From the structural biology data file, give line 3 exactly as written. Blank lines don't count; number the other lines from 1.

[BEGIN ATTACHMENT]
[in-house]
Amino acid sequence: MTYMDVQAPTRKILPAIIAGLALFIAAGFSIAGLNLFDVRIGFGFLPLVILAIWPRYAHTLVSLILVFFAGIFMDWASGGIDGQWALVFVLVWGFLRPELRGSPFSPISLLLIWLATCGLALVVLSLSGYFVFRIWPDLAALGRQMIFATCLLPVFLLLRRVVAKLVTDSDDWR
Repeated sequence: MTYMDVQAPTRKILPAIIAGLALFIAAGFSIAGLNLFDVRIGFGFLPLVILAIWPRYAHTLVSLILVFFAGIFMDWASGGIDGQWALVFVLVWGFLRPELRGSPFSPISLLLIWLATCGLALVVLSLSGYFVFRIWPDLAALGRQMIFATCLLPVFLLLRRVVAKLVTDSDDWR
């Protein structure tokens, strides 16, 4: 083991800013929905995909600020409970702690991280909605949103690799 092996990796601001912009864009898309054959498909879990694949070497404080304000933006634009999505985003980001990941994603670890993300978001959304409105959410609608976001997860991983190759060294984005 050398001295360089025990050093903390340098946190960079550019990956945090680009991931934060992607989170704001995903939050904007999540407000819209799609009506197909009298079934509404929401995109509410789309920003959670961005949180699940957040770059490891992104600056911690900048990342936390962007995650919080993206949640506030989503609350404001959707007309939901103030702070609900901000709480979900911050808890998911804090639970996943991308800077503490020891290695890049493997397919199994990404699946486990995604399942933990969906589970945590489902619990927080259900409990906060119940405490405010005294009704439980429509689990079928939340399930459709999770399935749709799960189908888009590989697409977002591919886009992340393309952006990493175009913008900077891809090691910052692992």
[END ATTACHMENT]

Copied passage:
Repeated sequence: MTYMDVQAPTRKILPAIIAGLALFIAAGFSIAGLNLFDVRIGFGFLPLVILAIWPRYAHTLVSLILVFFAGIFMDWASGGIDGQWALVFVLVWGFLRPELRGSPFSPISLLLIWLATCGLALVVLSLSGYFVFRIWPDLAALGRQMIFATCLLPVFLLLRRVVAKLVTDSDDWR